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NOAA response team tends to monk seal with shark wound

  • COURTESY NOAA FISHERIES

    R016, an adult female Hawaiian monk seal nicknamed “Rightspot,” rested on an Oahu beach. The National Oceanic and Atmospheric Administration’s monk seal emergency response team is keeping a close eye on “Right Spot” as she heals from what appeared to be a shark wound.

The National Oceanic and Atmospheric Administration’s monk seal emergency response team is keeping a close eye on an adult, female seal nicknamed “Right Spot” on Oahu, as she heals from what appeared to be a shark wound.

Last Tuesday, NOAA’s monk seal emergency team went to an undisclosed shoreline to assess Right Spot, or RO16, because she had been floating listlessly, a sign of possible health problems. The team discovered a wound to her left armpit and one of the digits of her flipper, which appeared most likely to be from a shark bite.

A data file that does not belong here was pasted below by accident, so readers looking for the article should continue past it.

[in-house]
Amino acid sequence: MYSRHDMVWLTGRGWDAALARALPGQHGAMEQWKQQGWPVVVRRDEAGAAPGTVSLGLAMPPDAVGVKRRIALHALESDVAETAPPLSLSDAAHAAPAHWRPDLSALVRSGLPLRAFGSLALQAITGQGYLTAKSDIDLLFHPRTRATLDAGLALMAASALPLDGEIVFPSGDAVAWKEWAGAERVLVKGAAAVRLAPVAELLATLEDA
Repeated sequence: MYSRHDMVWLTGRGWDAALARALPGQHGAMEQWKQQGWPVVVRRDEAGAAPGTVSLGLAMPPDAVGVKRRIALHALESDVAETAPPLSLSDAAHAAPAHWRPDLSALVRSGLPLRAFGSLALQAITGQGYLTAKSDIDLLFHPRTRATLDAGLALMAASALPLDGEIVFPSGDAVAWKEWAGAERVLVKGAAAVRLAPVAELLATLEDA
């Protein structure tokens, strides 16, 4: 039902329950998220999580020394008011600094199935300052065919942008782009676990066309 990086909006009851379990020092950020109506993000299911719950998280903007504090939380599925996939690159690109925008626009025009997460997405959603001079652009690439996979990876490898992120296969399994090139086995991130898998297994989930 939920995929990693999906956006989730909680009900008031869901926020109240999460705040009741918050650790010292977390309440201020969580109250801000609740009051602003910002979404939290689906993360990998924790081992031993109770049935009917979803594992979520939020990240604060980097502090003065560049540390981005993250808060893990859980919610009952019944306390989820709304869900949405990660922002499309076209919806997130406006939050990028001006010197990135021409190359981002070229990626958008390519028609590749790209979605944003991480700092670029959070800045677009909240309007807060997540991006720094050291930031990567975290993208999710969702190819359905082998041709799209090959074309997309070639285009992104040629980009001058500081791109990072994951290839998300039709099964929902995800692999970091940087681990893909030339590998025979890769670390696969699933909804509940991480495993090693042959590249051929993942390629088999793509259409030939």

The team administered an injection of antibiotics and decided that allowing her to heal in the wild was the best approach. Since then, the monk seal has shown promising signs of improvement. The team gave her a follow-up dose of antibiotics on Monday and noted decreased swelling around the wounded area.

Volunteers from Hawaii Marine Animal Response continue to monitor Right Spot and have observed her swimming further from her original site, feeding and hauling out on shore.

With an estimated population of 1,400 remaining in the wild, Hawaiian monk seals are a critically endangered species protected by state and federal laws. Anyone who encounters a monk seal on the beach or in the water is urged to keep a distance, particularly if it is healing or in discomfort. Swimming with an injured, wild animal can be dangerous.

Sightings of seals can be reported to NOAA’s hotline at 888-256-9840.

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